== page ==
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Genome size variation is of fundamental biological importance and has been a longstanding puzzle in evolutionary biology (Bennett & Leitch, 2005, 2011). Genome size, measured as the haploid nuclear DNA content (C value), varies over 2400-fold across angiosperm lineages (Pellicer et al., 2010). Such wide variation has been hypothesized to be the result of several genetic mechanisms. Among these, polyploidization and the proliferation of transposable elements are considered the most prevalent processes contributing to genome size increase, while high rates of deletion and selection against transposable elements, unequal crossing over, and illegitimate recombination are believed to be the major factors leading to genome size decrease (Morgan, 2001; Wendel et al., 2002; Ma et al., 2004; Bennetzen et al., 2005). Several evolutionary models have been proposed to explain genome size variation, including neutral (Petrov, 2002), maladaptive (Lynch & Conery, 2003) and adaptive models (Gregory, 2002; Vinogradov, 2004). However, the relative importance of these models, their biological mechanisms and the evolutionary consequences of genome size diversity remain controversial.
In the past decade, model-based phylogenetic comparative methods have become a standard statistical approach to understanding trait evolution, including the mode and tempo of genome size evolution. For example, using this approach, a mode of punctuated genome size evolution was found in Orobanche (Weiss-Schneeweiss et al., 2006), Liliaceae (Leitch et al., 2007) and Allium subgenus Melanocrommyum (Gurushidze et al., 2012), while a gradual mode was found in Hieracium (Chrtek et al., 2009). The phylogenetic comparative approach has also allowed for tests of correlated evolution between genome size and other organismal traits, such as morphological, cytological, reproductive, physiological, and ecological traits (Beaulieu et al., 2007a; Knight & Beaulieu, 2008; Whitney et al., 2010; Herben et al., 2012). Although the observation of a significant correlation between genome size and other phenotypic characters in many previous studies has led to the hypothesis of adaptive evolution of genome size, the validity of this hypothesis remains to be established. In these studies, the biological link between genome size variation and the phenotypic traits was not clearly revealed and the causes of these correlations were not convincingly determined (Oliver et al., 2007). For example, the fact that specific leaf area (SLA) lies at the intersection of cell structure and leaf functions (Wright et al., 2004; Poorter et al., 2009) leads to the predication that SLA variation might be linked to the evolution of DNA content in the cells of a species. Recently, two meta-analyses suggested that 2C DNA content is positively correlated with SLA in angiosperms, but the relationship was negative in phylogenetic independent contrasts (PIC) analysis (Beaulieu et al., 2007b; Knight & Beaulieu, 2008). Furthermore, latitudinal range has normally been used as a proxy for a suite of environmental variables such as temperature and precipitation (De Frenne et al., 2013). Genome size variation of phylogenetically independent lineages along latitudinal gradients is often interpreted as an adaptive response to variation in a temperature- and/or precipitation-based selective regime; however, previous studies have often produced conflicting results (Knight & Ackerly, 2002).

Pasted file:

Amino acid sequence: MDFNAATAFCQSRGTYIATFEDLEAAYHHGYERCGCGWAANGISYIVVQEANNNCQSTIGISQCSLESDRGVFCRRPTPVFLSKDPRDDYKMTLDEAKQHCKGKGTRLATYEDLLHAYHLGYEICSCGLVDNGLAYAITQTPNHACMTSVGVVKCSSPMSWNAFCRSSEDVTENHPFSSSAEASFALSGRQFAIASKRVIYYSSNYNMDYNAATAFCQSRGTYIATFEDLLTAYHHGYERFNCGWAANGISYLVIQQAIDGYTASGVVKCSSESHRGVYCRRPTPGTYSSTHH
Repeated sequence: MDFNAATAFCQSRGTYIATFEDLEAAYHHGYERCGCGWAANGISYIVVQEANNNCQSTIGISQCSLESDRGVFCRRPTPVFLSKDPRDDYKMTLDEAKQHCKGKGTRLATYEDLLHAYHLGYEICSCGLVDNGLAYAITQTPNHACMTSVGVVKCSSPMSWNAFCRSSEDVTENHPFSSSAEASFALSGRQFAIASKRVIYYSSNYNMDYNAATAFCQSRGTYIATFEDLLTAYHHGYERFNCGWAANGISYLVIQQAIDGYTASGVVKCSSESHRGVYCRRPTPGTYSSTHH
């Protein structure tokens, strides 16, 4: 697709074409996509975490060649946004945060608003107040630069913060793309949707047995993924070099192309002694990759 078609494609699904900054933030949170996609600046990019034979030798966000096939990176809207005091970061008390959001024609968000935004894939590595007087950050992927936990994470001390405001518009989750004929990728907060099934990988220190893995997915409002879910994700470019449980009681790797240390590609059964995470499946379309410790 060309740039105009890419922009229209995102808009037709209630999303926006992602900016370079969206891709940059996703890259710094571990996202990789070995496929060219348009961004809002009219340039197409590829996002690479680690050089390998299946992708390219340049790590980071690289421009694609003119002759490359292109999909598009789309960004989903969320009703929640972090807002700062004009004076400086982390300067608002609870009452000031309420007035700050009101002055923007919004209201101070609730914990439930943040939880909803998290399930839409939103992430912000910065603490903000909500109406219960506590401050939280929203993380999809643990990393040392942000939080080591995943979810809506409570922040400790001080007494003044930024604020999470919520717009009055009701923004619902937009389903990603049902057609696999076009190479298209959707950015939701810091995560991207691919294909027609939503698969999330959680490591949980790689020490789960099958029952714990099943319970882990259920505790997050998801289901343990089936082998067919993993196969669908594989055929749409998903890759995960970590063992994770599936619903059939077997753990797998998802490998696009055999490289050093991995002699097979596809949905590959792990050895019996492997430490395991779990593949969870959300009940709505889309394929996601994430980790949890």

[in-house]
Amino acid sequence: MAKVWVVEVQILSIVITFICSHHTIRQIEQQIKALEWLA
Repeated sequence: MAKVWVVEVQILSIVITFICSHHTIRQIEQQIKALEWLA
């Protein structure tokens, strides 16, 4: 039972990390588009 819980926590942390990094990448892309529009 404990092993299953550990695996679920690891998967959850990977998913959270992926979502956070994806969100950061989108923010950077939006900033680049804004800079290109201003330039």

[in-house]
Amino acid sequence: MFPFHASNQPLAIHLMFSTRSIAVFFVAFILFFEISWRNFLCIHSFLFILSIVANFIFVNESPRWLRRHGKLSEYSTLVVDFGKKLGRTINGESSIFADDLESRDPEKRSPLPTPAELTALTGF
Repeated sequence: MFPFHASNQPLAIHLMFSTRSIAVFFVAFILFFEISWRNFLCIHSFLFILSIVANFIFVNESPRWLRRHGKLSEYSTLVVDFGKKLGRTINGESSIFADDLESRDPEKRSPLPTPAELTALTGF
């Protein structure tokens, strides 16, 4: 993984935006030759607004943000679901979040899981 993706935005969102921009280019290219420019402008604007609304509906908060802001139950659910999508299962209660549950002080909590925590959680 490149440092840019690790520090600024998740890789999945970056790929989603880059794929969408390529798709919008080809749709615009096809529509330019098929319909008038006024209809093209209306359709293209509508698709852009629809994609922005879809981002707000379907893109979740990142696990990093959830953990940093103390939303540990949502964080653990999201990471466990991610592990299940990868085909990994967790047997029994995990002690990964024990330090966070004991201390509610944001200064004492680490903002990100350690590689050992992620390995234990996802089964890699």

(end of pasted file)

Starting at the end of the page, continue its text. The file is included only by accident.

Most comparisons of genome sizes have been meta-analyses of diverse phylogenetic clades representing deep divergences such as families (Kellogg, 1998), floras (Grime & Mowforth, 1982; Knight & Ackerly, 2002) or life forms (Bennett & Leitch, 1995), with limited sampling of species within the respective clades. Such analyses at higher taxonomic ranks have little power to disentangle the different evolutionary forces at work. Several recent studies indicate that ecological factors probably play a more important role in shaping genome size variation at lower taxonomic levels than at higher levels (Jakob et al., 2004; Eilam et al., 2007; Dušková et al., 2010). Hawkins et al. (2008) pointed out that phylogenetic scale is an important factor in comparative analyses of genome size variation, and suggested that analyses among closely related species within a single genus should provide greater interpretive power than analyses comparing more distant lineages at higher taxonomic ranks. Comparative analyses of closely related species and populations allow detection of ongoing evolutionary forces and mechanisms driving genome size evolution. Unfortunately, to date, studies addressing genome size variation among closely related species and its relationship to phenotypes and environmental factors are still scarce (but see Šmarda et al., 2007; Díez et al., 2013).